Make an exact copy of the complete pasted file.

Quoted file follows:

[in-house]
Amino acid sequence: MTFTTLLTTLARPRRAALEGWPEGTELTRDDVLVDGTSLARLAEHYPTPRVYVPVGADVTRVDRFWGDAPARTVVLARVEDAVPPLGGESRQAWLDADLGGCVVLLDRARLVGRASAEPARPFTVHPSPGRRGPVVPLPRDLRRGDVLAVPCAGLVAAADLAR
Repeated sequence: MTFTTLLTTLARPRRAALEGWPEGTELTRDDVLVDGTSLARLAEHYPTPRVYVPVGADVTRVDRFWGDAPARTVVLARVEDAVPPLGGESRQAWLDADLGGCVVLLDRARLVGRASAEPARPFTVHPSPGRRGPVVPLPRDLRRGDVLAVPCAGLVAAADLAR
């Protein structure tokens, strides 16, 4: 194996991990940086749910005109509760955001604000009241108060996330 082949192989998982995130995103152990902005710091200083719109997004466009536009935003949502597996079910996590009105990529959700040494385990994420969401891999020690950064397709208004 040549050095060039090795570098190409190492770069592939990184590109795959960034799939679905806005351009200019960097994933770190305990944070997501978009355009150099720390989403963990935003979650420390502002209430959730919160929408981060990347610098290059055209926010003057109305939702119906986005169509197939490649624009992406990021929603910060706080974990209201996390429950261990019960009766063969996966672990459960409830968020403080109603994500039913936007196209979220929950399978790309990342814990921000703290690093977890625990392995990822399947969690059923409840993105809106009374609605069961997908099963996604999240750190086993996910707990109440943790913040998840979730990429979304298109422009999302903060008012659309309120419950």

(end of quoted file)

[in-house]
Amino acid sequence: MTFTTLLTTLARPRRAALEGWPEGTELTRDDVLVDGTSLARLAEHYPTPRVYVPVGADVTRVDRFWGDAPARTVVLARVEDAVPPLGGESRQAWLDADLGGCVVLLDRARLVGRASAEPARPFTVHPSPGRRGPVVPLPRDLRRGDVLAVPCAGLVAAADLAR
Repeated sequence: MTFTTLLTTLARPRRAALEGWPEGTELTRDDVLVDGTSLARLAEHYPTPRVYVPVGADVTRVDRFWGDAPARTVVLARVEDAVPPLGGESRQAWLDADLGGCVVLLDRARLVGRASAEPARPFTVHPSPGRRGPVVPLPRDLRRGDVLAVPCAGLVAAADLAR
């Protein structure tokens, strides 16, 4: 194996991990940086749910005109509760955001604000009241108060996330 082949192989998982995130995103152990902005710091200083719109997004466009536009935003949502597996079910996590009105990529959700040494385990994420969401891999020690950064397709208004 040549050095060039090795570098190409190492770069592939990184590109795959960034799939679905806005351009200019960097994933770190305990944070997501978009355009150099720390989403963990935003979650420390502002209430959730919160929408981060990347610098290059055209926010003057109305939702119906986005169509197939490649624009992406990021929603910060706080974990209201996390429950261990019960009766063969996966672990459960409830968020403080109603994500039913936007196209979220929950399978790309990342814990921000703290690093977890625990392995990822399947969690059923409840993105809106009374609605069961997908099963996604999240750190086993996910707990109440943790913040998840979730990429979304298109422009999302903060008012659309309120419950």